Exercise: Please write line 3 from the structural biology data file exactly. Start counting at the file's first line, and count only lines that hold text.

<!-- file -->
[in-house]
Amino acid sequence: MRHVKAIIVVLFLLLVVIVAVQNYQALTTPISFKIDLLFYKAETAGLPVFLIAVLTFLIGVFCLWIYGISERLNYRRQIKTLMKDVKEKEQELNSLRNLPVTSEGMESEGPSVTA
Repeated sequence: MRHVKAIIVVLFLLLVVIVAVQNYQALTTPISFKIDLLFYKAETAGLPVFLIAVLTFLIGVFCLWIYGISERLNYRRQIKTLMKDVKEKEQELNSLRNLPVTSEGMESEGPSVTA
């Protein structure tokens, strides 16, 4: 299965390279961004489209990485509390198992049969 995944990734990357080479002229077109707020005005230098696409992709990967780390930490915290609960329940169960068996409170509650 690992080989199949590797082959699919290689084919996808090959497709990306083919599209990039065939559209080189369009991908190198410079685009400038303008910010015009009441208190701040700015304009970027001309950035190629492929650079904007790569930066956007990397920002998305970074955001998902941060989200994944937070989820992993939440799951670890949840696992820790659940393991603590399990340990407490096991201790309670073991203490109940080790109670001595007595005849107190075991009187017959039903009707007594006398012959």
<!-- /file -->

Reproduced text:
Repeated sequence: MRHVKAIIVVLFLLLVVIVAVQNYQALTTPISFKIDLLFYKAETAGLPVFLIAVLTFLIGVFCLWIYGISERLNYRRQIKTLMKDVKEKEQELNSLRNLPVTSEGMESEGPSVTA